Movie Review: ‘Ghost in the Shell’ flawed but visually worth the watch
It’s amazing that a live action “Ghost in the Shell” movie was made considering that a large part of its target audience would always react to its mere existence as if it were an act of war.
Of course, some of their complaints were valid. “Ghost in the Shell” should have starred an Asian actress in the Scarlett Johansson role. If they were looking for someone with marquee value to throw on the poster, they could have cast a ‘name’ like Jack Nicholson or Samuel L. Jackson to play a supporting role as a retired U.S. Army colonel or a slimy industrialist or whatever.
But for every valid criticism, there were far too many that epitomized the kind of finicky axe-grinding that occurs whenever some nerdy, fetish-object is adapted for the big screen. In this case the nerdy, fetish object turned out to be the not-nearly-as-great-as-you-remember-it-being manga/anime “Ghost in the Shell”; simultaneously a Japanese comic that owed a very heavy debt to author Phillip K. Dick and an animated movie whose greatest claim to fame was inspiring future, cinematic laughingstock “The Matrix”.
Let that sink in for a moment. Bragging that “The Matrix” ripped off your sci-fi concept is like claiming that Fred Durst totally copped your rock persona. At best, nobody cares. At worst, we now know who to blame. Nonetheless, a film like “Ghost in the Shell” was destined to fail mainly because those who would appreciate it the most were unwilling to give it a chance.
And as flawed as this movie can be, it definitely deserves a chance.
In a part that more than likely should have been played by Chiaki Kuriyama in a movie that should have existed ten years ago, Johansson essays the role of Major, a cyborg with a human brain or, as the film clumsily reminds us over and over again, a ghost in the shell.
Although not quite suicidal, Major doesn’t seem particularly comfortable to be alive. The only time she seems somewhat at ease is whenever she’s hunting down criminals which isn’t that strange considering it’s the job she was engineered to do.
But a recent spate of terrorist attacks against scientists at Hanka, the corporate conglomerate that created her, has placed Major in an awkward position. Loyal to her perceived family at Hanka, Major has mixed feelings for the mastermind behind the attacks who taunts Major with details about her own past she may or may not have actually experienced.
As noted above, “Ghost in the Shell” is flawed. The dialogue is clunky, the whodunit plotline hokey (no surprise there. The screenplay was apparently punched-up by noted hack Ehren Kruger), and the international casting is nonsensical especially in any scene where Johansson and “Beat” Takeshi Kitano carry on a conversation with each other.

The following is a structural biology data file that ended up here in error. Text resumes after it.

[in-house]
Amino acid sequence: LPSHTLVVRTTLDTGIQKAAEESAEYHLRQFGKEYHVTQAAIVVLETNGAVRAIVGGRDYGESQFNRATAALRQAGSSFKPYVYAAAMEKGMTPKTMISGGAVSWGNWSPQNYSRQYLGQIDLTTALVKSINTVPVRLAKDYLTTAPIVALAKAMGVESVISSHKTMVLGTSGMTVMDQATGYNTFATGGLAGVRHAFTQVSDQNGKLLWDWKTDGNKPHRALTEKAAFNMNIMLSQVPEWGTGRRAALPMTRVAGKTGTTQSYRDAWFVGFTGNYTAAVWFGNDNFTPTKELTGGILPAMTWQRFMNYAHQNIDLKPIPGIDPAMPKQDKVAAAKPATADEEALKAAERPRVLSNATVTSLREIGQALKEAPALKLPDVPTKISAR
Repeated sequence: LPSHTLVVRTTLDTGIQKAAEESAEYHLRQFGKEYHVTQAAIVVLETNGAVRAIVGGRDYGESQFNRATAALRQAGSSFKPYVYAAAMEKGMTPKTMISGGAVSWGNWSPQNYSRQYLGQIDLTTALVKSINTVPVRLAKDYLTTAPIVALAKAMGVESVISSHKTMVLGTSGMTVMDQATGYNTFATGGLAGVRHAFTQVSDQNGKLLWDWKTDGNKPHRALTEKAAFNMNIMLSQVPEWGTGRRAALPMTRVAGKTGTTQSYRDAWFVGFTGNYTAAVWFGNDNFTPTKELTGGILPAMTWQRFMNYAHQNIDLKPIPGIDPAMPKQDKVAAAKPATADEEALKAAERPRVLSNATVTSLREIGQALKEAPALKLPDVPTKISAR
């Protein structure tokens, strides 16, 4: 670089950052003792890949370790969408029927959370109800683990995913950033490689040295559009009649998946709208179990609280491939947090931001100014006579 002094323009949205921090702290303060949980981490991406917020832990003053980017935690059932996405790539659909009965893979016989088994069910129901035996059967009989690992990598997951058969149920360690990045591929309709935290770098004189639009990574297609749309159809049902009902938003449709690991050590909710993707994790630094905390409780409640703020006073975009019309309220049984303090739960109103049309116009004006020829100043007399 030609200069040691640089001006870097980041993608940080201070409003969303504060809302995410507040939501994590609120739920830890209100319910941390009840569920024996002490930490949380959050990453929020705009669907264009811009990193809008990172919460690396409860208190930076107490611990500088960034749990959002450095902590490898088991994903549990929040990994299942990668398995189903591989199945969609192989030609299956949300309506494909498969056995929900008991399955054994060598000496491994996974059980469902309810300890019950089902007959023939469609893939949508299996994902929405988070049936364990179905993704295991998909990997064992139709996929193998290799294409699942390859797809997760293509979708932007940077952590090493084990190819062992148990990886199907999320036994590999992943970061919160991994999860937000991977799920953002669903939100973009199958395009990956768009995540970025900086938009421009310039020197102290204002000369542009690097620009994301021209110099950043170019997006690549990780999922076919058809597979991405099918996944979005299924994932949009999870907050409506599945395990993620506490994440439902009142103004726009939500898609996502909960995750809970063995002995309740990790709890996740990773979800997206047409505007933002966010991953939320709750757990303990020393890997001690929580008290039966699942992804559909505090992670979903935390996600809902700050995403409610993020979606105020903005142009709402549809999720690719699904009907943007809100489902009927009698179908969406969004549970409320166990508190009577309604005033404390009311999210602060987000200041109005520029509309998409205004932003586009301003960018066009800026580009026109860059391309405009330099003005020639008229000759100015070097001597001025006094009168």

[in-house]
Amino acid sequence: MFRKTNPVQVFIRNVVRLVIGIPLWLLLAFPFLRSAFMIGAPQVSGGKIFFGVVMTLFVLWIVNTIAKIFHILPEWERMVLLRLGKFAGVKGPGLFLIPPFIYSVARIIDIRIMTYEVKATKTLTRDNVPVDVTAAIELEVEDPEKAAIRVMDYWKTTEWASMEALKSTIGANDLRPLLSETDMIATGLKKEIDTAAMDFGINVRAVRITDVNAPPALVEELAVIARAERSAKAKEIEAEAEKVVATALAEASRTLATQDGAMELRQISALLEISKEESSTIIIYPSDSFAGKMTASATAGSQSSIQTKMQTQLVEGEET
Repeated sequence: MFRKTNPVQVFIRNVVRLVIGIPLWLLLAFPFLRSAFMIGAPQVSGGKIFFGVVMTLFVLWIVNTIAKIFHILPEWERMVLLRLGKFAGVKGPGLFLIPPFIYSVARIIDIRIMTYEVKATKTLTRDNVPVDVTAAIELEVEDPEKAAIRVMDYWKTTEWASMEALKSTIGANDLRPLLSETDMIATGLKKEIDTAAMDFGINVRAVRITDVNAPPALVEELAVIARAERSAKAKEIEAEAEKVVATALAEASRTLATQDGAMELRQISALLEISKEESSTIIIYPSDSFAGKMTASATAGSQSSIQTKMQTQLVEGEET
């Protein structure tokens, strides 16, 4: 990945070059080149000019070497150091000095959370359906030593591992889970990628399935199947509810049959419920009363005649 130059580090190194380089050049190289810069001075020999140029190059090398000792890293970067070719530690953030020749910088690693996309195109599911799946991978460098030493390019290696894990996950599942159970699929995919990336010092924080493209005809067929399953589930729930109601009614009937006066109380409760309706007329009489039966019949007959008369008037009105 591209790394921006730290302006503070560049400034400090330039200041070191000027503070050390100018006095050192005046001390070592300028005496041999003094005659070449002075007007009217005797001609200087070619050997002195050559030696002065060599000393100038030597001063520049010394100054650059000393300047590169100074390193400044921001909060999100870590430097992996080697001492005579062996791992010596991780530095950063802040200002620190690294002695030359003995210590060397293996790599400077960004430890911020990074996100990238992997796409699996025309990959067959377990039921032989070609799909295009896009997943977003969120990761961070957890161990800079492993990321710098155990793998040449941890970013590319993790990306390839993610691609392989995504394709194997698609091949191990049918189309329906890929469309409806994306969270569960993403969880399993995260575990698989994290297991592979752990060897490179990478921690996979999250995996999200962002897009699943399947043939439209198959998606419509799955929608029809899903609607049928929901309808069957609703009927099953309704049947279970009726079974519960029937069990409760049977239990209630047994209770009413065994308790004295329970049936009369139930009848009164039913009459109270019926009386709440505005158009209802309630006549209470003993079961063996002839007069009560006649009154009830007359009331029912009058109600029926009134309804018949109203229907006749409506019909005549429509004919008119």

Meanwhile the points the film attempts to make about identity and reality are warmed over clichés (which, to be fair, was true of earlier versions of “Ghost in the Shell” as well). Oddly, what resonates in the film are the throwaway details such as the fact that people are mostly wasting technology on frivolous pursuits (such as the guy who replaced his liver with a cyber-liver just so he could get drunk more).
Even more amazing, the whitewashing in the film could be read as a sly commentary on itself when Major’s identity is revealed (Of course, some might read it as nothing more than a patronizing consolation prize and that would also be a fair assessment).
But what really makes “Ghost in the Shell” worth checking out at least once is Jess Hall’s beautiful cinematography which paints a scummy but lyrical portrait of a future Japan. Hall gives you a glimpse of a frightening but alluring new world filled with robotic geishas; giant holographic billboards, whose single purpose is to loudly remind us it’s the future; and black market body modification shops hidden within the filthy basements of strip clubs.
Sure, you could argue that “Ghost in the Shell” is short on substance and big on glossy, distant surface details and you would be right. But I would counter by noting that you could just as easily not only describe the original versions of “Ghost in the Shell” in that way but Ridley Scott’s “Blade Runner” as well. Sometimes there’s no shame in just looking good.
Mike Sullivan is a movie reviewer for Weekender. Movie reviews appear weekly in Weekender.
‘Ghost in the Shell’
Starring: Scarlett Johansson, Pilou Asbaek, Takeshi Kitano
Director: Rupert Sanders
Weekender Rating: WWW
Length: 107 minutes